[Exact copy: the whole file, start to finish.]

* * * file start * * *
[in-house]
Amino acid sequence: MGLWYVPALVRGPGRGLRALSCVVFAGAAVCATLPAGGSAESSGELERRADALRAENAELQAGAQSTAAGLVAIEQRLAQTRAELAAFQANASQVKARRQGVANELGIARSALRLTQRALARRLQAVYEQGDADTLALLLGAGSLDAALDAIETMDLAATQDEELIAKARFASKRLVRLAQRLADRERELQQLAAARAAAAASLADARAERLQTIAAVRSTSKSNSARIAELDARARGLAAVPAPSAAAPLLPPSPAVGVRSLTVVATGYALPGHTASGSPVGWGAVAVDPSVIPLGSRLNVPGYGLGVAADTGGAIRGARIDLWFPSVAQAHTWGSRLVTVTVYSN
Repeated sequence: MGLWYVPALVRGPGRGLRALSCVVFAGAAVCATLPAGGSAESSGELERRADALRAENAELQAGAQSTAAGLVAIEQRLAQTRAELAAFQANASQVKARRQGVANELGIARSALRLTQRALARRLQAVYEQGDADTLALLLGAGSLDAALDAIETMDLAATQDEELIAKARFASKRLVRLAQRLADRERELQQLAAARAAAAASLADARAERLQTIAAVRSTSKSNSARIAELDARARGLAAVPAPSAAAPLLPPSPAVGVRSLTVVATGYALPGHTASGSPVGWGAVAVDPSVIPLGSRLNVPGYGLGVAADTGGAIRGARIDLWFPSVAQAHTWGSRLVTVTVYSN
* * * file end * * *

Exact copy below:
[in-house]
Amino acid sequence: MGLWYVPALVRGPGRGLRALSCVVFAGAAVCATLPAGGSAESSGELERRADALRAENAELQAGAQSTAAGLVAIEQRLAQTRAELAAFQANASQVKARRQGVANELGIARSALRLTQRALARRLQAVYEQGDADTLALLLGAGSLDAALDAIETMDLAATQDEELIAKARFASKRLVRLAQRLADRERELQQLAAARAAAAASLADARAERLQTIAAVRSTSKSNSARIAELDARARGLAAVPAPSAAAPLLPPSPAVGVRSLTVVATGYALPGHTASGSPVGWGAVAVDPSVIPLGSRLNVPGYGLGVAADTGGAIRGARIDLWFPSVAQAHTWGSRLVTVTVYSN
Repeated sequence: MGLWYVPALVRGPGRGLRALSCVVFAGAAVCATLPAGGSAESSGELERRADALRAENAELQAGAQSTAAGLVAIEQRLAQTRAELAAFQANASQVKARRQGVANELGIARSALRLTQRALARRLQAVYEQGDADTLALLLGAGSLDAALDAIETMDLAATQDEELIAKARFASKRLVRLAQRLADRERELQQLAAARAAAAASLADARAERLQTIAAVRSTSKSNSARIAELDARARGLAAVPAPSAAAPLLPPSPAVGVRSLTVVATGYALPGHTASGSPVGWGAVAVDPSVIPLGSRLNVPGYGLGVAADTGGAIRGARIDLWFPSVAQAHTWGSRLVTVTVYSN